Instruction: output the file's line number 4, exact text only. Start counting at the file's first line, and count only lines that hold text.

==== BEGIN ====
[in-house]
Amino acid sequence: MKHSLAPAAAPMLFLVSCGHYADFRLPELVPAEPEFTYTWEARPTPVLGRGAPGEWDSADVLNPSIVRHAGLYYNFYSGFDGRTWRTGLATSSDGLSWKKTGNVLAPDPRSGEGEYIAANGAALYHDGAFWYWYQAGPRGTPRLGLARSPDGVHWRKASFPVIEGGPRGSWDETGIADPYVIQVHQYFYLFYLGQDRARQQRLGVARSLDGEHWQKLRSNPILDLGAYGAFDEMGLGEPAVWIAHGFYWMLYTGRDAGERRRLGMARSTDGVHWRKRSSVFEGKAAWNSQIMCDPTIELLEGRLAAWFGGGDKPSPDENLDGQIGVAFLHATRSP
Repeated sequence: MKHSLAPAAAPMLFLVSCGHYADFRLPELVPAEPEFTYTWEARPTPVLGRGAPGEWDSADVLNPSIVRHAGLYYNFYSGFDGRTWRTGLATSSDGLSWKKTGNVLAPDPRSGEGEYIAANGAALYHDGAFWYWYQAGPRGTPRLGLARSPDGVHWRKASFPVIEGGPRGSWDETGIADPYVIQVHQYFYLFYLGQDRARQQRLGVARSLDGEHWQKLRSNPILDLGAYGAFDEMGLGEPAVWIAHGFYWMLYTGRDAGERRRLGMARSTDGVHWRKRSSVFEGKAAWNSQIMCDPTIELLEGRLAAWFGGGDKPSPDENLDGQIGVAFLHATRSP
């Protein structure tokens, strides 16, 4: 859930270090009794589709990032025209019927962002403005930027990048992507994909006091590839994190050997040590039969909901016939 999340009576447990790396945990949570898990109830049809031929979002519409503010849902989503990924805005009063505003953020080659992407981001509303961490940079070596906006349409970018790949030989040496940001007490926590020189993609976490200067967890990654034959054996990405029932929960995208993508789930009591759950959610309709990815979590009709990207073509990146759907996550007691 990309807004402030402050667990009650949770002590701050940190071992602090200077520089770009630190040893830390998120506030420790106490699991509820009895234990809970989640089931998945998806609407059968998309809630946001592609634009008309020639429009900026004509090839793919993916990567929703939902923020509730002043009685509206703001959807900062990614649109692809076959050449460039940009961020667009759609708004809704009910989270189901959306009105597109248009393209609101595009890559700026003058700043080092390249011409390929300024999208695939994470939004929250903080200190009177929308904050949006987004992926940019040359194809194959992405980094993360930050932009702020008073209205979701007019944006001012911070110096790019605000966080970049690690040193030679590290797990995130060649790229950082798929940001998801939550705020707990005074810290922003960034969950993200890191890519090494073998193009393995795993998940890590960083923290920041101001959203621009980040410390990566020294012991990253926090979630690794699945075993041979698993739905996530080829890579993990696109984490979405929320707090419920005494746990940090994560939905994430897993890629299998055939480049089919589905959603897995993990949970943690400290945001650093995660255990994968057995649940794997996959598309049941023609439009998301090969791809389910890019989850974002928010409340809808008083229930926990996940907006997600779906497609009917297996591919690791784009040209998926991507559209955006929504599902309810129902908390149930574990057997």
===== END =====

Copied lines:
């Protein structure tokens, strides 16, 4: 859930270090009794589709990032025209019927962002403005930027990048992507994909006091590839994190050997040590039969909901016939 999340009576447990790396945990949570898990109830049809031929979002519409503010849902989503990924805005009063505003953020080659992407981001509303961490940079070596906006349409970018790949030989040496940001007490926590020189993609976490200067967890990654034959054996990405029932929960995208993508789930009591759950959610309709990815979590009709990207073509990146759907996550007691 990309807004402030402050667990009650949770002590701050940190071992602090200077520089770009630190040893830390998120506030420790106490699991509820009895234990809970989640089931998945998806609407059968998309809630946001592609634009008309020639429009900026004509090839793919993916990567929703939902923020509730002043009685509206703001959807900062990614649109692809076959050449460039940009961020667009759609708004809704009910989270189901959306009105597109248009393209609101595009890559700026003058700043080092390249011409390929300024999208695939994470939004929250903080200190009177929308904050949006987004992926940019040359194809194959992405980094993360930050932009702020008073209205979701007019944006001012911070110096790019605000966080970049690690040193030679590290797990995130060649790229950082798929940001998801939550705020707990005074810290922003960034969950993200890191890519090494073998193009393995795993998940890590960083923290920041101001959203621009980040410390990566020294012991990253926090979630690794699945075993041979698993739905996530080829890579993990696109984490979405929320707090419920005494746990940090994560939905994430897993890629299998055939480049089919589905959603897995993990949970943690400290945001650093995660255990994968057995649940794997996959598309049941023609439009998301090969791809389910890019989850974002928010409340809808008083229930926990996940907006997600779906497609009917297996591919690791784009040209998926991507559209955006929504599902309810129902908390149930574990057997």